What is the actual likelihood of Donald Trump starting a war with either North Korea or Iran? Is it too easy for a president to use nuclear weapons? Should it be made more difficult for an American president to launch a nuclear attack? Are Trump's unpredictability and verbal taunts actually part of a larger and more elaborate strategy? What is the "madman theory?" Is Trump actually using it to guide his approach to other countries?

In an effort an answer these questions, I recently spoke with Tom Nichols. He is a professor of national security affairs at the U.S. Naval War College and also teaches at the Harvard Extension School. Nichols is the author of seven books, including "No Use: Nuclear Weapons and U.S. National Security" and “The Death of Expertise: The Campaign Against Established Knowledge and Why It Matters.

In our conversation on this week's episode of my podcast "The Chauncey DeVega Show," Nichols explains the "madman theory" as:

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...a notion of deterrence in which you want to convince your opponent that you're more reckless than he is. Deterrence in its simpler version is like a game of chicken. So if that's the paradigm, the madman theory is like downing a bottle of vodka in front of your opponent and saying, "You know what, dude, I don't care if I live or die. I'm crazy. I'm nuts." On that concept, the other guy is going to swerve first, because he is going to say, "My opponent just isn't rational." The problem with the madman theory is that it also makes your opponent very nervous and prone to want to attack first, because you cannot be reasoned with. The biggest problem with Trump has been that if you tell people, "Hey, I'm doing the madman thing," then you've blown the whole idea. You don't publicly say, "Hey, I'm just trying to appear unreasonable." Because then your opponent says, "OK, not only are you reckless, you're stupid."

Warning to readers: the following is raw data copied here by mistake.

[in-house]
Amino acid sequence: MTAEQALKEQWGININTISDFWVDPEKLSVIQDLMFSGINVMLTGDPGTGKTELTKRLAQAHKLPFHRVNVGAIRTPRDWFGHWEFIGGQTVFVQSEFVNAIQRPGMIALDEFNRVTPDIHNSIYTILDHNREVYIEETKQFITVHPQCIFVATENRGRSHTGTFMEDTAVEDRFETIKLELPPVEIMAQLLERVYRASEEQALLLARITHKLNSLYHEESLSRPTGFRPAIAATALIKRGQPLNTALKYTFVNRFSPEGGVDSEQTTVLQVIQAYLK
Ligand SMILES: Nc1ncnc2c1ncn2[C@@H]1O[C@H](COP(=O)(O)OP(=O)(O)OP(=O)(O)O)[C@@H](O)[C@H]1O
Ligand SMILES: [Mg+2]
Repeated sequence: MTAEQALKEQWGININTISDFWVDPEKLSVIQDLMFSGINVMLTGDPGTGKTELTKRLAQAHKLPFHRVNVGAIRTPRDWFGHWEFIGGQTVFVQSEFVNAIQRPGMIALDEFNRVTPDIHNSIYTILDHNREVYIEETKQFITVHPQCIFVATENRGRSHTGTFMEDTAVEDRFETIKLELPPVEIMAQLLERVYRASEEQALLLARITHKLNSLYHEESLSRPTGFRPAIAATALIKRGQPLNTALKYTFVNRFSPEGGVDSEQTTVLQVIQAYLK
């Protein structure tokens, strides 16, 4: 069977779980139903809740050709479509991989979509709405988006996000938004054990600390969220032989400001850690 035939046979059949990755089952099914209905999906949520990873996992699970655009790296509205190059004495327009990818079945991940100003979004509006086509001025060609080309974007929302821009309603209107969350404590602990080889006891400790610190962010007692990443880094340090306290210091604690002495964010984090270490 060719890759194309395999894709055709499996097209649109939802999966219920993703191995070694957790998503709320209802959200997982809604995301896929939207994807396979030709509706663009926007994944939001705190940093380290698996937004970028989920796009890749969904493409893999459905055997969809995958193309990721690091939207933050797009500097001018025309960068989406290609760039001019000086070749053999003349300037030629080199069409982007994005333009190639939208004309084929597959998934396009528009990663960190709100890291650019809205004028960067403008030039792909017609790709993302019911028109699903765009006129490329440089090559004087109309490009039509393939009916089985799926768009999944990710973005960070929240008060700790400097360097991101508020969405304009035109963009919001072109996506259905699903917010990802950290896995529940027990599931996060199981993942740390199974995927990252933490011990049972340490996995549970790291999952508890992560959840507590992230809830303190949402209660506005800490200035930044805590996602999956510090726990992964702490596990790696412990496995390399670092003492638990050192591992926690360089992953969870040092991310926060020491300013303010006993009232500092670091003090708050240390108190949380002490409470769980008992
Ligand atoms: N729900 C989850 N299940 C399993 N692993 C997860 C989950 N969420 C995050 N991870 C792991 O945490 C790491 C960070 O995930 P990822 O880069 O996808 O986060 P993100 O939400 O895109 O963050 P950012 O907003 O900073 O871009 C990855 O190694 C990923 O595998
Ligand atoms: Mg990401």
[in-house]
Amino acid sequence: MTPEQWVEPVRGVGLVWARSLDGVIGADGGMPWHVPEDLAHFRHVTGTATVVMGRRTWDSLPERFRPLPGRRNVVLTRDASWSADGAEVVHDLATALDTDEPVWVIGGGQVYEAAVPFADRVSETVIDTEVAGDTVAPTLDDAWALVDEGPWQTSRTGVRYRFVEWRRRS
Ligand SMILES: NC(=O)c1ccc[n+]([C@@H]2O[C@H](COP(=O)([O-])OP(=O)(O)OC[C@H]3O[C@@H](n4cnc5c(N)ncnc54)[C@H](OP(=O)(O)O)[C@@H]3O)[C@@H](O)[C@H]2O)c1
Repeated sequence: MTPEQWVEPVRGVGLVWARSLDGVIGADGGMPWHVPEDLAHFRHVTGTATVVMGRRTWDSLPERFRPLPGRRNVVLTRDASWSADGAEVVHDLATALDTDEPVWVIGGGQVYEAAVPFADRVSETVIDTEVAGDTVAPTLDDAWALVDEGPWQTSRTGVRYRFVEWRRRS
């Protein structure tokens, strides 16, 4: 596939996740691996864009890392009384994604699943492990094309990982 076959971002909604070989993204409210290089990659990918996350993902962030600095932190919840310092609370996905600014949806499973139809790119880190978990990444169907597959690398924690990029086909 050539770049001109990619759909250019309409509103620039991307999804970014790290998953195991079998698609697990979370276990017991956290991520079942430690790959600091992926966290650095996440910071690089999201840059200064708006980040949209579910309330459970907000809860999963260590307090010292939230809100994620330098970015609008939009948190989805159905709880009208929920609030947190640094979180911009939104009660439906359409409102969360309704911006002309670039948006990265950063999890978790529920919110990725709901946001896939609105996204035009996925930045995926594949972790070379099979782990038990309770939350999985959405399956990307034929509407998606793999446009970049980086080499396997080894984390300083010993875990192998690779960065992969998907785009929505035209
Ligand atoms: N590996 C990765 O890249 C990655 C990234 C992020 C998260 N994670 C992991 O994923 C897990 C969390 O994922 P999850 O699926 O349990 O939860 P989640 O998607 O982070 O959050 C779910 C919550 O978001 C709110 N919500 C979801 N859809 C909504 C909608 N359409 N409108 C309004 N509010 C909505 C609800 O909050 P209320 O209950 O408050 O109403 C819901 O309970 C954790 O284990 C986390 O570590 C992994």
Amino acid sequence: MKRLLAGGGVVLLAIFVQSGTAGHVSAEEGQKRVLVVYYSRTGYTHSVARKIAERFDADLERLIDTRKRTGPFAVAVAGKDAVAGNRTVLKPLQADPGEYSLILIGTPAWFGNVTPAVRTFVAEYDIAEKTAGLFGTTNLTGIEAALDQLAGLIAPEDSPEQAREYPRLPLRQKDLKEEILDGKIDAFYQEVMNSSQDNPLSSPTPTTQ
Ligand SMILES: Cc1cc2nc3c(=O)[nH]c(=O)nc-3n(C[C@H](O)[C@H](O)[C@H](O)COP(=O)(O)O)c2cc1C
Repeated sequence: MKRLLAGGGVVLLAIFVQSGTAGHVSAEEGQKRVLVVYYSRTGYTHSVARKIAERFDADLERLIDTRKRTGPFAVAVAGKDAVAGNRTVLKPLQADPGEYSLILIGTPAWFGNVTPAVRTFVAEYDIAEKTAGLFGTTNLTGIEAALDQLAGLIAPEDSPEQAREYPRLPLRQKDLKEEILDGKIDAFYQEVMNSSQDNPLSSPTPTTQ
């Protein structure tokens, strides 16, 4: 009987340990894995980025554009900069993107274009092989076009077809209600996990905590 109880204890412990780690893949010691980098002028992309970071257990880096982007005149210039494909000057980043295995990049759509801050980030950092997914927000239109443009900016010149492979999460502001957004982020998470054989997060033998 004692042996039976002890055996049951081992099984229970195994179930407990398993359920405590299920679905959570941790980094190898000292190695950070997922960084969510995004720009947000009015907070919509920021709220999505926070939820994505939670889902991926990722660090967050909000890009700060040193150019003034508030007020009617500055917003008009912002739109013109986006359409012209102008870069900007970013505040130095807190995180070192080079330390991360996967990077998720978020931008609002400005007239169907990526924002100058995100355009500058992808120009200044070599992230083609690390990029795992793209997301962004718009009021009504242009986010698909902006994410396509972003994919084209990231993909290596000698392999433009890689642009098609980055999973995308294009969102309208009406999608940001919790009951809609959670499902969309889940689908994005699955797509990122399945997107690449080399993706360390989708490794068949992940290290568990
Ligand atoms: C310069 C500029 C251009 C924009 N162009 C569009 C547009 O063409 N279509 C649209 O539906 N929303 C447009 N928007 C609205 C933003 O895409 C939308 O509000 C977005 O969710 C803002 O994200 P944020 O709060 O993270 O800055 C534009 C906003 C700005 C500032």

Nichols also has the following advice for Donald Trump and his inner circle:

I would say stop making threats you're not going to fulfill. You're not going to drop nuclear weapons on North Korea. You're not going to drop nuclear weapons in the Middle East. So get over that. Start making an alternative plan for dealing with a nuclear North Korea, including containment. My argument all along, and I've been saying this for years, is that the United States needs a much stronger conventional military. The United States spends its money on high-end weapons systems when in fact what's really going to deter people is people in uniform carrying guns.

During this week’s episode of the podcast, you'll also hear my thoughts about how Donald Trump uses empathy to manipulate his supporters.


Chauncey DeVega

Chauncey DeVega is a politics staff writer for Salon. His essays can also be found at Chaunceydevega.com. He also hosts a weekly podcast, The Chauncey DeVega Show. Chauncey can be followed on Twitter and Facebook.